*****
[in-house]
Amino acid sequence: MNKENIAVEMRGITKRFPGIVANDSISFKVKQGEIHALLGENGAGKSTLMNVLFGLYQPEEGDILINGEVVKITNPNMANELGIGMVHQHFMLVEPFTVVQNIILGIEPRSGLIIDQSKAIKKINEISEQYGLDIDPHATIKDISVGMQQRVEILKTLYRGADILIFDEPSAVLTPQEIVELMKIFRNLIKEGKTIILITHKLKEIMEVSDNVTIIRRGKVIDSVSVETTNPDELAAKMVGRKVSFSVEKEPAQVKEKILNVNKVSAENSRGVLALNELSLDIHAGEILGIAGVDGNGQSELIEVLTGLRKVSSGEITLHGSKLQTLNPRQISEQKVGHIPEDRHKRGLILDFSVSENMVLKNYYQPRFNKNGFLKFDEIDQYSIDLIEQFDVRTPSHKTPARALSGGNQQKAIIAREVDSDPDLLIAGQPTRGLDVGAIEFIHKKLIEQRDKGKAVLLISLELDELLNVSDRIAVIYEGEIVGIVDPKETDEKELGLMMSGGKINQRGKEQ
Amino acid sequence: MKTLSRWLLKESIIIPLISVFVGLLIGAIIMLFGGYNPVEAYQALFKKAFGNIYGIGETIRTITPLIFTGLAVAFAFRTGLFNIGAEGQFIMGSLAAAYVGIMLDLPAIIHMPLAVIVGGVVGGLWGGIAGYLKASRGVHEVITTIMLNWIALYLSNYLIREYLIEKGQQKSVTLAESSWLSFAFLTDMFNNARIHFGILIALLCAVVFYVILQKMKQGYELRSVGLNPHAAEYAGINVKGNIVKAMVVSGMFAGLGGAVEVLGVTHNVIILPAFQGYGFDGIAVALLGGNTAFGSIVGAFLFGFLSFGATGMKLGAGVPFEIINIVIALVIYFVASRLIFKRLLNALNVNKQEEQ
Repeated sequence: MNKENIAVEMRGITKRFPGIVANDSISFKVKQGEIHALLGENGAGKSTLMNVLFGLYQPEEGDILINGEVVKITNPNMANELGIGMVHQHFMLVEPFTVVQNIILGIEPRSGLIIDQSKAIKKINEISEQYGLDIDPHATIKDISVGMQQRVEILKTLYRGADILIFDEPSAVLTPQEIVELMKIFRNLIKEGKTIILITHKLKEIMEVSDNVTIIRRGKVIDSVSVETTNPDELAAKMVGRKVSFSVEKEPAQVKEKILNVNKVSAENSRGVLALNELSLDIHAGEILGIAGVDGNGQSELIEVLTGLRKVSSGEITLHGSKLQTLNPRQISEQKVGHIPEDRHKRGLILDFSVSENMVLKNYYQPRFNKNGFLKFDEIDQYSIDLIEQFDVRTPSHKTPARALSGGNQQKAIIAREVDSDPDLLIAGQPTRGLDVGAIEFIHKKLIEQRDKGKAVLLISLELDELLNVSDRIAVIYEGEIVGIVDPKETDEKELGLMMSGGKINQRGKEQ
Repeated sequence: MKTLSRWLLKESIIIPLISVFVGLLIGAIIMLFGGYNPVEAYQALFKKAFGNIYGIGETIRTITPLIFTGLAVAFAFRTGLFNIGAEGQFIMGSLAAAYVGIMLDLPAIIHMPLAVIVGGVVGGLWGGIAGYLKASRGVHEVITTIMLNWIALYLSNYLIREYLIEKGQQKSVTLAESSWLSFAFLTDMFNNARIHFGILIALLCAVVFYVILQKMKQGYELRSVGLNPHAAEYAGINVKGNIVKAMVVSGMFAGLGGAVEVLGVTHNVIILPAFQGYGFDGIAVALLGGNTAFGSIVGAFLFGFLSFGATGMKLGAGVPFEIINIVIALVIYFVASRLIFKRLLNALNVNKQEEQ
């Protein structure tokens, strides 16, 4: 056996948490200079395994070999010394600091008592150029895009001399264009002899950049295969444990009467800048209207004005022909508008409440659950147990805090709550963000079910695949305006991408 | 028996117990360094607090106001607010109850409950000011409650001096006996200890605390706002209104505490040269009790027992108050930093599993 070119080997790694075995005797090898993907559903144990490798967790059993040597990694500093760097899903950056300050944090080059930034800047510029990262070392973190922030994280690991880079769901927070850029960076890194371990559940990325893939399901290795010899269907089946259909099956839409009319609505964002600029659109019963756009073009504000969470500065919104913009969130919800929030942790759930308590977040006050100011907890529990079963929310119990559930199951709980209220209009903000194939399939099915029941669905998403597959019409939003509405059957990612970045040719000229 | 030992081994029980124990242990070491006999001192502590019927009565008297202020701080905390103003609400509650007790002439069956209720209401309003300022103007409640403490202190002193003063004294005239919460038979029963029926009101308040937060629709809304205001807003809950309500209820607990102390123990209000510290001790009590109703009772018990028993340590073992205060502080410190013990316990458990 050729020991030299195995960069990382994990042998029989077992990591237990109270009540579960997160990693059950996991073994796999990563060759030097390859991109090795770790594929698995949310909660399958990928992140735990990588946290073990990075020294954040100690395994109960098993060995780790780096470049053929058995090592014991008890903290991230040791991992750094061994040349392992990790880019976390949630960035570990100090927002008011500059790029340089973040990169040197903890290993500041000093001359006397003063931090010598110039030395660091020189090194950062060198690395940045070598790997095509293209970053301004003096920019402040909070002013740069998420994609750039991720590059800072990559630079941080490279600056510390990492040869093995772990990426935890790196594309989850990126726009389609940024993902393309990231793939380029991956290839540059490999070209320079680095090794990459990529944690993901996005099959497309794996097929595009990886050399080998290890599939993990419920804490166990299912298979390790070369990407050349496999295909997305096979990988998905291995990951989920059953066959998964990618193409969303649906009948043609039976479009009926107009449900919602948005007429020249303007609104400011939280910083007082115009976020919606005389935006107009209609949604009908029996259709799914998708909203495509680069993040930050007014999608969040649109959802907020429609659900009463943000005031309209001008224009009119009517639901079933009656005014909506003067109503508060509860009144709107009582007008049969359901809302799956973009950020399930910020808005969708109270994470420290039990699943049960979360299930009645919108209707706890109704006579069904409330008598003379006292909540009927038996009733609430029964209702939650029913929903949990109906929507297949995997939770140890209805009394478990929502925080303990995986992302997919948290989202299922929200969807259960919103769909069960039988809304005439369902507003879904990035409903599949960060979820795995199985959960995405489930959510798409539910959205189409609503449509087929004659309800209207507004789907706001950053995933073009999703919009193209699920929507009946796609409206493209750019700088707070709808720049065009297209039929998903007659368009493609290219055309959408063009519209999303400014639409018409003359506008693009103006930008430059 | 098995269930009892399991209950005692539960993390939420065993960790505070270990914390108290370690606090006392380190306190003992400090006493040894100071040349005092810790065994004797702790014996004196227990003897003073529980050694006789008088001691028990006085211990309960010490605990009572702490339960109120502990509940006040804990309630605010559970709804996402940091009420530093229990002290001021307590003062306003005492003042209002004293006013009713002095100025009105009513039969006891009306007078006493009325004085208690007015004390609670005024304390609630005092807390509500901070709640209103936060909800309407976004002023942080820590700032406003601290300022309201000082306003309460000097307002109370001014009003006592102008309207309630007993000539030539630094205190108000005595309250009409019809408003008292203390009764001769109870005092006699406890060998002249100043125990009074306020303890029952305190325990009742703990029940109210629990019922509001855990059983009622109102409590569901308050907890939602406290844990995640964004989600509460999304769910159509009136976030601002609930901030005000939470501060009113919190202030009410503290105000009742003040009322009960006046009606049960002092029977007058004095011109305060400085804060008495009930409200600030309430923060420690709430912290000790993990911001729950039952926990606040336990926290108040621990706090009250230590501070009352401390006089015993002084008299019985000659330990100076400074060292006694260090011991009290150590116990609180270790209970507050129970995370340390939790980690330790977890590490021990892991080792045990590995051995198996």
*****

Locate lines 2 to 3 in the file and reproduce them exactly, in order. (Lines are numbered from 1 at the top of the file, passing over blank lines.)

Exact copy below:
Amino acid sequence: MNKENIAVEMRGITKRFPGIVANDSISFKVKQGEIHALLGENGAGKSTLMNVLFGLYQPEEGDILINGEVVKITNPNMANELGIGMVHQHFMLVEPFTVVQNIILGIEPRSGLIIDQSKAIKKINEISEQYGLDIDPHATIKDISVGMQQRVEILKTLYRGADILIFDEPSAVLTPQEIVELMKIFRNLIKEGKTIILITHKLKEIMEVSDNVTIIRRGKVIDSVSVETTNPDELAAKMVGRKVSFSVEKEPAQVKEKILNVNKVSAENSRGVLALNELSLDIHAGEILGIAGVDGNGQSELIEVLTGLRKVSSGEITLHGSKLQTLNPRQISEQKVGHIPEDRHKRGLILDFSVSENMVLKNYYQPRFNKNGFLKFDEIDQYSIDLIEQFDVRTPSHKTPARALSGGNQQKAIIAREVDSDPDLLIAGQPTRGLDVGAIEFIHKKLIEQRDKGKAVLLISLELDELLNVSDRIAVIYEGEIVGIVDPKETDEKELGLMMSGGKINQRGKEQ
Amino acid sequence: MKTLSRWLLKESIIIPLISVFVGLLIGAIIMLFGGYNPVEAYQALFKKAFGNIYGIGETIRTITPLIFTGLAVAFAFRTGLFNIGAEGQFIMGSLAAAYVGIMLDLPAIIHMPLAVIVGGVVGGLWGGIAGYLKASRGVHEVITTIMLNWIALYLSNYLIREYLIEKGQQKSVTLAESSWLSFAFLTDMFNNARIHFGILIALLCAVVFYVILQKMKQGYELRSVGLNPHAAEYAGINVKGNIVKAMVVSGMFAGLGGAVEVLGVTHNVIILPAFQGYGFDGIAVALLGGNTAFGSIVGAFLFGFLSFGATGMKLGAGVPFEIINIVIALVIYFVASRLIFKRLLNALNVNKQEEQ